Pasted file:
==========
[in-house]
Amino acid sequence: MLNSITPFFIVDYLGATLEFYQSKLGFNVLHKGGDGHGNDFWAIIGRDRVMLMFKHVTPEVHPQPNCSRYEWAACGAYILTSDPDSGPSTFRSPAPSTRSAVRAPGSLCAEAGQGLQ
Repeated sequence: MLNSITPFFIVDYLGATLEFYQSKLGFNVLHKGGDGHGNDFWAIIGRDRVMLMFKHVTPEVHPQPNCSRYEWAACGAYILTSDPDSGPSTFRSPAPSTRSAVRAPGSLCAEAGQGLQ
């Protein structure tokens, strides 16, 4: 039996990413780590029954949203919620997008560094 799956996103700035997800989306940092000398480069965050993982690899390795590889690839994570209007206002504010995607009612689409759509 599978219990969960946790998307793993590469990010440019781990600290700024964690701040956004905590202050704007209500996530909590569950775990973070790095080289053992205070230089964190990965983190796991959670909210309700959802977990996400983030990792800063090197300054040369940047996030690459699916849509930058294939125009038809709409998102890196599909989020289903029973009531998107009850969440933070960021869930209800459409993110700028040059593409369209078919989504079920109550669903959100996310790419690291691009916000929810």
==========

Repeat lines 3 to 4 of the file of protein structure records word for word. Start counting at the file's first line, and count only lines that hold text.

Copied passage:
Repeated sequence: MLNSITPFFIVDYLGATLEFYQSKLGFNVLHKGGDGHGNDFWAIIGRDRVMLMFKHVTPEVHPQPNCSRYEWAACGAYILTSDPDSGPSTFRSPAPSTRSAVRAPGSLCAEAGQGLQ
């Protein structure tokens, strides 16, 4: 039996990413780590029954949203919620997008560094 799956996103700035997800989306940092000398480069965050993982690899390795590889690839994570209007206002504010995607009612689409759509 599978219990969960946790998307793993590469990010440019781990600290700024964690701040956004905590202050704007209500996530909590569950775990973070790095080289053992205070230089964190990965983190796991959670909210309700959802977990996400983030990792800063090197300054040369940047996030690459699916849509930058294939125009038809709409998102890196599909989020289903029973009531998107009850969440933070960021869930209800459409993110700028040059593409369209078919989504079920109550669903959100996310790419690291691009916000929810």